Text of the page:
New Brunswick

Tent city doesn't help homeless problem go away, advocate says

Behind Fredericton’s Old Government House, Donald McLeod is busy making sure tent city residents are safe.

At least 9 people are living in tents set up behind Government House in Fredericton

Donald McLeod lives with eight others in tents along the St. John River in Fredericton. (Lauren Bird/CBC)

Behind Government House in Fredericton, Donald McLeod is busy making sure residents living in tents are safe. 

"I'm safe and I make sure the girls are safe. … As long as I'm around, nothing's going to happen."

Although he doesn't think the living conditions of this tent city are too bad, McLeod said another year-round shelter is needed for the city's homeless.

"There's always people on the street," he said.

A handful of tents have been set up along the St. John River after the emergency shelter closed down on May 1. 

The out-of-the-cold shelter on Brunswick Street gave roughly 20 people a place to stay at night after opening in December. About 100 people used the emergency shelter while it was open.

At least nine people are living in tents behind Government House in downtown Fredericton -months after the out-of-the-cold shelter emergency shelter on Brunswick Street closed. 1:00

Tents used for sleeping 

At the tent city, there are books, lawn chairs and beds, and it's right next door to the Fredericton Community Kitchen. Fredericton police often come around to monitor the area.

"I don't think we're suffering all that bad," said McLeod, whose name is also on the list for subsidized housing. 

People who live in the tents are out and about during the day and come back to sleep at night.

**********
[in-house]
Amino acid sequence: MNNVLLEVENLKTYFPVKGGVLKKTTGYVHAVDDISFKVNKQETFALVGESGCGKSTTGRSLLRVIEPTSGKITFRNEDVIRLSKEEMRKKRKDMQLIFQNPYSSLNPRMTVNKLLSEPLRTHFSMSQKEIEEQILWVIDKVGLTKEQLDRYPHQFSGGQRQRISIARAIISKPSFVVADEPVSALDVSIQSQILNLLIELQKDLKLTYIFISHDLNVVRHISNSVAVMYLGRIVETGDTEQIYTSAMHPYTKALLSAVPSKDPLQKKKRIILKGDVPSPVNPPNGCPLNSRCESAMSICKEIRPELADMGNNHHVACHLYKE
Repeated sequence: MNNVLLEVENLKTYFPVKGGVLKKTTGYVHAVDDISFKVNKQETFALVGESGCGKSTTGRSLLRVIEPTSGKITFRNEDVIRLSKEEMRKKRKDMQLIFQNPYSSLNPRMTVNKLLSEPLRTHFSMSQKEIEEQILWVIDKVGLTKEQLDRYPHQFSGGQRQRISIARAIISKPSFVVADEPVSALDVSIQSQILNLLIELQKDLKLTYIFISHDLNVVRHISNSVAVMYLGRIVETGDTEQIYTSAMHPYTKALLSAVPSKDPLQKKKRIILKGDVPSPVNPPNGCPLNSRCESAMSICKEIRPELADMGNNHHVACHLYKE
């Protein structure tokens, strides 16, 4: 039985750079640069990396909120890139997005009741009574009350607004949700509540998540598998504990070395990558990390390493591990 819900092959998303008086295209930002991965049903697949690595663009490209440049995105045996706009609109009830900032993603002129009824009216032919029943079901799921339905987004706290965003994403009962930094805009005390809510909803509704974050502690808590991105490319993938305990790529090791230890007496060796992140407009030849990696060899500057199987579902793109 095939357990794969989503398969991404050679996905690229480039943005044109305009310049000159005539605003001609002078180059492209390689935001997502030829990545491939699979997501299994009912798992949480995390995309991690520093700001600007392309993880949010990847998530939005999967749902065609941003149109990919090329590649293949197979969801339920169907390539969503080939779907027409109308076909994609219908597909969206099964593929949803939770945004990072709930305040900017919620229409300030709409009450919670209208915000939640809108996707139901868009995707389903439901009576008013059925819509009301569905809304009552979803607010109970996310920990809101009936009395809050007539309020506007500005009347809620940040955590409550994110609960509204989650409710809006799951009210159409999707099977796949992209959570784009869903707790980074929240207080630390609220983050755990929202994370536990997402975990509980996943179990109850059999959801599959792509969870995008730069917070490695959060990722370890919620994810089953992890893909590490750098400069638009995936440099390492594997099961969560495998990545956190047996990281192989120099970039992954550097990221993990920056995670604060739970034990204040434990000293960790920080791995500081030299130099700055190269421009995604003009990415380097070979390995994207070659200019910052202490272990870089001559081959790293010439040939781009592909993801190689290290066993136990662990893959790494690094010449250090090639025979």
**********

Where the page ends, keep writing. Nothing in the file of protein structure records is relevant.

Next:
Several tents were set up behind Government House after the city's emergency out-of-the-cold shelter closed on May 1. (Lauren Bird/CBC)

McLeod said he chooses to sleep in a tent because there's no room at local shelters. 

"It's more like I'm sleeping in a tent than I'm living in a tent," he said.

Warren Maddox, executive director of Fredericton Homeless Shelters Inc., said he would like to see the people living in tents get the help they need through official channels.

"People that are vulnerable tend to sort of lie outside the system, and it's hard for us to work on harm reduction or deal with mental health issues or addiction issues if we can't work with them," he said.

Getting ready for winter

Agencies are already starting to plan for the fall and next winter.  

Since February, he said, discussions have been going on about increasing capacity, rapid rehousing and whether to build another emergency shelter. 

"We're in the beautiful part, the first part of July, but all of us are sitting around a table looking at November and December and trying to figure out what is a path forward that is sustainable," he said.  

Warren Maddox, executive director of Fredericton Homeless Shelters Inc., said the city's homeless need to rely on different agencies to get the help they need. (Ed Hunter/CBC)

According to a letter sent to the city in May, the Department of Social Development, plans to spend $53,000 for a new 20-bed emergency shelter in Fredericton. The letter from the minister, Dorothy Shephard, did not elaborate on how a shelter of that size could be created with $53,000.

The province will also provide 35 rent subsidies for individuals ready to transition into more permanent homes as well as $140,000 for support services to ensure those individuals remain housed.

Shelters almost full 

Right now, he said, there is some room available at the men's shelter, St. John House, but Grace House, the women's shelter, is at capacity, and Brunswick Home, a transition house, will be full this week.

He said the city's homeless shelters house between 38 to 42 people on any given day. 

"The biggest criteria is really sort of following the rules," he said. 

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